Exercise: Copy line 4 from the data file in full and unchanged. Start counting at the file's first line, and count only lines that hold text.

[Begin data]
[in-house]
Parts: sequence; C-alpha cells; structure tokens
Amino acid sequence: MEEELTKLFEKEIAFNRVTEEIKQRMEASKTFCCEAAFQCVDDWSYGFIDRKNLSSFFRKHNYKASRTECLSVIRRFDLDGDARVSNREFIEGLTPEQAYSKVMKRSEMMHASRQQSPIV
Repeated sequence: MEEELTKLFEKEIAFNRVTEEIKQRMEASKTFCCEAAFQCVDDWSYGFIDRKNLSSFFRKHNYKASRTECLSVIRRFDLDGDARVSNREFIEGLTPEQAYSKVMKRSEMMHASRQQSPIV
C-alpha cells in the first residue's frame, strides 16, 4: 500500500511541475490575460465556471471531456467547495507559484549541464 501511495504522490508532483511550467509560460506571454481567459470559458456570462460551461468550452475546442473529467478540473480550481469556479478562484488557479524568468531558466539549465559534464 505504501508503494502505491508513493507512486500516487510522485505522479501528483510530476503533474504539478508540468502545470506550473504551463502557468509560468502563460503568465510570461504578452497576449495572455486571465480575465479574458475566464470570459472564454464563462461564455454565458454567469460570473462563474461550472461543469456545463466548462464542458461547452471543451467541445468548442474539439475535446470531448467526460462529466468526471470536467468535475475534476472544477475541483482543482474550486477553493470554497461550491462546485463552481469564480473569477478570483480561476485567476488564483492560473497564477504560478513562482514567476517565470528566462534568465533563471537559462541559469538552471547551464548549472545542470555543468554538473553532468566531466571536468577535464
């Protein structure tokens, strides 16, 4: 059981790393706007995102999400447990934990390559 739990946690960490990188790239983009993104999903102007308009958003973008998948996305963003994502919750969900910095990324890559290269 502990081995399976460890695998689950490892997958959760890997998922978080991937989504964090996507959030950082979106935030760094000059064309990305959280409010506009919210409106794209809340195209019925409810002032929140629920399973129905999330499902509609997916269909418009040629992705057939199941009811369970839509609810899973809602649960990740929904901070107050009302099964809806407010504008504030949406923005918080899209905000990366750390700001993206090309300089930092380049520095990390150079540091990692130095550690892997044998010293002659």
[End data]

Repeated sequence: MEEELTKLFEKEIAFNRVTEEIKQRMEASKTFCCEAAFQCVDDWSYGFIDRKNLSSFFRKHNYKASRTECLSVIRRFDLDGDARVSNREFIEGLTPEQAYSKVMKRSEMMHASRQQSPIV